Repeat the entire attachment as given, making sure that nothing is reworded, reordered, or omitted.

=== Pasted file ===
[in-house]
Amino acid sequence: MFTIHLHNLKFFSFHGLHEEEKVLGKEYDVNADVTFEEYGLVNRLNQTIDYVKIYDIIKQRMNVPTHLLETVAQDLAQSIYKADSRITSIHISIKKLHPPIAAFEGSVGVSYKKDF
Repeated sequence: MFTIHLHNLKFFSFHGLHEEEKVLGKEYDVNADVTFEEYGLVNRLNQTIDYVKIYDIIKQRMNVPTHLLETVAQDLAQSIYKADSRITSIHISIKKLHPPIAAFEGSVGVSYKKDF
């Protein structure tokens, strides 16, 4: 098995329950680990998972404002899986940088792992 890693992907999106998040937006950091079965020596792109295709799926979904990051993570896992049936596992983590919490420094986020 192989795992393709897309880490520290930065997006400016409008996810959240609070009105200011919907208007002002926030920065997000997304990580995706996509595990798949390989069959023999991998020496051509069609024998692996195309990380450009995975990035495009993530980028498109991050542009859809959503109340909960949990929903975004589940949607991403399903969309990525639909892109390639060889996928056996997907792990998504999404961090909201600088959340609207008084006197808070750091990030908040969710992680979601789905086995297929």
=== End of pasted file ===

[in-house]
Amino acid sequence: MFTIHLHNLKFFSFHGLHEEEKVLGKEYDVNADVTFEEYGLVNRLNQTIDYVKIYDIIKQRMNVPTHLLETVAQDLAQSIYKADSRITSIHISIKKLHPPIAAFEGSVGVSYKKDF
Repeated sequence: MFTIHLHNLKFFSFHGLHEEEKVLGKEYDVNADVTFEEYGLVNRLNQTIDYVKIYDIIKQRMNVPTHLLETVAQDLAQSIYKADSRITSIHISIKKLHPPIAAFEGSVGVSYKKDF
């Protein structure tokens, strides 16, 4: 098995329950680990998972404002899986940088792992 890693992907999106998040937006950091079965020596792109295709799926979904990051993570896992049936596992983590919490420094986020 192989795992393709897309880490520290930065997006400016409008996810959240609070009105200011919907208007002002926030920065997000997304990580995706996509595990798949390989069959023999991998020496051509069609024998692996195309990380450009995975990035495009993530980028498109991050542009859809959503109340909960949990929903975004589940949607991403399903969309990525639909892109390639060889996928056996997907792990998504999404961090909201600088959340609207008084006197808070750091990030908040969710992680979601789905086995297929």